October 16, 2012 Newspapers hail it as a life-changing tool. The UN named it a potential accelerator on the path towards the Millennium Development Goals. Customers everywhere use it. By now, most everyone should have gotten the message: mobile money – the use of a mobile device to transfer, deposit or withdraw funds - is big. Just how big exactly though, we might not even imagine.
Mobile money has made an enormous impact as a financial inclusion gadget, particularly in Sub-Saharan Africa. Due to their informal status, many urban dwellers do not qualify to open a bank account. E-money enables them to obviate the bank altogether without having to hide cash under their mattresses or travel long distances to transfer money. It has been so good at including marginalized populations into the financial system in fact that philanthropic funds and multi-lateral organizations hastened to open up their generous funds to them. Through the Mobile Money for the Unbanked program, Bill and Melinda Gates now proudly award grants towards the expansion of mobile banking.
"The poor need to be seen as monetary innovators, not just the targets of development," he said during a panel discussion titled “Geographies of Penality and Risk.”
Poor people, he argued in a recent paper published in the Journal of Development Studies, have adapted mobile money as a system for value transfer and storage, but they have also modified it to serve as a system for saving and, as of recently, payment. Airtime, the amount of minutes or text messages that can be purchased for a prepaid cell phone, not only enables communication but also acts as a currency to purchases a commodity.
Essentially this means that users of mobile money have literally succeeded in creating an alternative currency—they no longer need cash. Predicting the replacement of the official governmental monetary system, cash, with unregulated mobile money might seem astonishing in the academic setting. In the field, it is quite simply nuts. I decided to chat to my friend Freddie about it.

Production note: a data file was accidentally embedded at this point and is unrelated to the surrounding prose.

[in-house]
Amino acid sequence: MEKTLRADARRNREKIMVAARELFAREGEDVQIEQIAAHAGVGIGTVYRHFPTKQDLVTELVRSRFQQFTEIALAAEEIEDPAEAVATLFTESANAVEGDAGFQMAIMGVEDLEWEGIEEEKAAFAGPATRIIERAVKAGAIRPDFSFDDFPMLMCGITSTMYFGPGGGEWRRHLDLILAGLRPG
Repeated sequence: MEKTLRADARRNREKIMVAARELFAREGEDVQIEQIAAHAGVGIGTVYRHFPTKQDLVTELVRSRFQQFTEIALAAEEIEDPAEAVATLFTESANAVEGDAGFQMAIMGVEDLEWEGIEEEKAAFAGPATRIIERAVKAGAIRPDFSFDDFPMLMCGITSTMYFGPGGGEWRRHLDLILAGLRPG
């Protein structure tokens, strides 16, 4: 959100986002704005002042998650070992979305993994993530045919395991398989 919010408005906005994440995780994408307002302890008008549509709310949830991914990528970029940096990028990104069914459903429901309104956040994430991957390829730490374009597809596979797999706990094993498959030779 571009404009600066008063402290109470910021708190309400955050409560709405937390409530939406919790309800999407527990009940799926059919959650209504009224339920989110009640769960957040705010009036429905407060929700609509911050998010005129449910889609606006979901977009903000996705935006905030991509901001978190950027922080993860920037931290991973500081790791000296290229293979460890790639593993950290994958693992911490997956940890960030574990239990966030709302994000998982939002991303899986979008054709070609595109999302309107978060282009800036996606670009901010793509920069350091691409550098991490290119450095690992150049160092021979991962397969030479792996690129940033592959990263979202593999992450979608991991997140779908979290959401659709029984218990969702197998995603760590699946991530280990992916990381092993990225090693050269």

I met Freddie when I first went to the Mecca of mobile banking, Kenya, in 2010. This is where mobile money really took off. M-PESA (“M” for mobile, and “Pesa” for “money” in KiSwahili), a mobile banking service provided by Safaricom, went from zero to two million in two years following its launch in 2007, double the customer target for that time period. M-PESA's successful idea spread all over the world: Wizzit in South Africa, M-Sente in Uganda and Eko in India, among others, offer similar services.
Freddie is a tall, quiet 25-year old from the Western part of Kenya. He moved to Nairobi eight years ago and has been working as a guide and reporter for Voice of Kibera. “All my family and friends use M-PESA,” he answered when I wrote to him the other day, "because it is the fastest way to send money across the country." And the safest way too.
"There has been a trend lately in Nairobi of thugs hijacking you, taking you to the ATM and forcing you to withdraw money," he said. "But if my phone is robbed, my account is not affected."
Freddie himself has been on M-PESA since he moved to the city. A lot of people he knows pay their bills though M-PESA, anything from water, electricity and hospital bills to school fees and traffic tickets. Freddie mostly uses it to pay for his Tuskers when he runs out of cash at the end of the night.
Freddie also told me that banks have been complaining. Even Kenyans who had access to banks are using M-PESA. According to the World Bank, 93% of Kenyans use mobile phones and 73% are mobile money customers. In 2011, a quarter of Kenya's GDP moved through M-PESA, a share most likely to have grown even more by now.
What happens when so much money moves into the uncontrolled mobile market and what is the role of the state in this new money system? The active modification of mobile banking to mobile saving to mobile payment has brought with it regulatory concerns.
M-PESA does not provide security in case of financial default, reimbursement in case of fraud or interest for saving money. And yes, the national bank system would be weakened. According to the Wall Street Journal, the World Bank has actually issued a warning about "the way payment systems are developing."
Strategies such as mandatory limits on the mobile balance to avoid money laundering and risky defaults as well as partnerships with commercial banks are beginning to counter these concerns, though they do not, of course, replace the regulatory power of a government. But maybe the free market should be left to do its magic in this particular case. When governments fail to provide necessary services, new and affordable free-market technologies are a great alternative--at least for the time being.
"M-PESA is rocking," Freddie wrote to me in his last email. I could not agree more.
Christina Gossmann is a Master in City Planning student at UCBerkeley interested in the interaction of technology and media in the urban space. Check out her blog.